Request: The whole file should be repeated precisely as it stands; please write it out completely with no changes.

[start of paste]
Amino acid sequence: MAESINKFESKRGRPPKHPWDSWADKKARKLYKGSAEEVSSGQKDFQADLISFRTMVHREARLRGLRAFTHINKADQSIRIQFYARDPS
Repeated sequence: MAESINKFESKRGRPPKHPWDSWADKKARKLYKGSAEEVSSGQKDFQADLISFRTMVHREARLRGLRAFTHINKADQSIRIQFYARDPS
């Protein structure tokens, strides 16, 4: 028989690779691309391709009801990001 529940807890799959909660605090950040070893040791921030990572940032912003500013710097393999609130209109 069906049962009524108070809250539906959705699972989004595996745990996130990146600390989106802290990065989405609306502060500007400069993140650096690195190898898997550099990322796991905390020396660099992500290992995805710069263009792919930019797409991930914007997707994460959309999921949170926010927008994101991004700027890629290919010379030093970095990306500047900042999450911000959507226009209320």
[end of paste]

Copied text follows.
Amino acid sequence: MAESINKFESKRGRPPKHPWDSWADKKARKLYKGSAEEVSSGQKDFQADLISFRTMVHREARLRGLRAFTHINKADQSIRIQFYARDPS
Repeated sequence: MAESINKFESKRGRPPKHPWDSWADKKARKLYKGSAEEVSSGQKDFQADLISFRTMVHREARLRGLRAFTHINKADQSIRIQFYARDPS
């Protein structure tokens, strides 16, 4: 028989690779691309391709009801990001 529940807890799959909660605090950040070893040791921030990572940032912003500013710097393999609130209109 069906049962009524108070809250539906959705699972989004595996745990996130990146600390989106802290990065989405609306502060500007400069993140650096690195190898898997550099990322796991905390020396660099992500290992995805710069263009792919930019797409991930914007997707994460959309999921949170926010927008994101991004700027890629290919010379030093970095990306500047900042999450911000959507226009209320």